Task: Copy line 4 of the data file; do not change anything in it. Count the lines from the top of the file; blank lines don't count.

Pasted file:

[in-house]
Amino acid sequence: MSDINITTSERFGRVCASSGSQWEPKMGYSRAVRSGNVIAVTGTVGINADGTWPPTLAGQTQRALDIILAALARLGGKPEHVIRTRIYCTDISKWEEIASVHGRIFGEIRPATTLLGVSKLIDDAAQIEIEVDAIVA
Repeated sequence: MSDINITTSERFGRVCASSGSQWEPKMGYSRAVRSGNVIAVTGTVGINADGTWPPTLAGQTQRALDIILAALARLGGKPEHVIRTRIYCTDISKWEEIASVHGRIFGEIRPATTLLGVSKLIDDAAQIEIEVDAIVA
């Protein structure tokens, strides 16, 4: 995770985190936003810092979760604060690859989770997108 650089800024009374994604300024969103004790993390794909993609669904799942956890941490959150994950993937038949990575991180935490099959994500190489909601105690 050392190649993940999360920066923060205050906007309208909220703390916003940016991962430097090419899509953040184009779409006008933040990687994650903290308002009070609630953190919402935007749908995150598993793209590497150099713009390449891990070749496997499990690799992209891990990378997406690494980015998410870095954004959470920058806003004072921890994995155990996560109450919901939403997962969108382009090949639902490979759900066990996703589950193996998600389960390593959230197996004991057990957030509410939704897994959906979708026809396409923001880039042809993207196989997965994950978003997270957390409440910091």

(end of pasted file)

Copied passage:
């Protein structure tokens, strides 16, 4: 995770985190936003810092979760604060690859989770997108 650089800024009374994604300024969103004790993390794909993609669904799942956890941490959150994950993937038949990575991180935490099959994500190489909601105690 050392190649993940999360920066923060205050906007309208909220703390916003940016991962430097090419899509953040184009779409006008933040990687994650903290308002009070609630953190919402935007749908995150598993793209590497150099713009390449891990070749496997499990690799992209891990990378997406690494980015998410870095954004959470920058806003004072921890994995155990996560109450919901939403997962969108382009090949639902490979759900066990996703589950193996998600389960390593959230197996004991057990957030509410939704897994959906979708026809396409923001880039042809993207196989997965994950978003997270957390409440910091």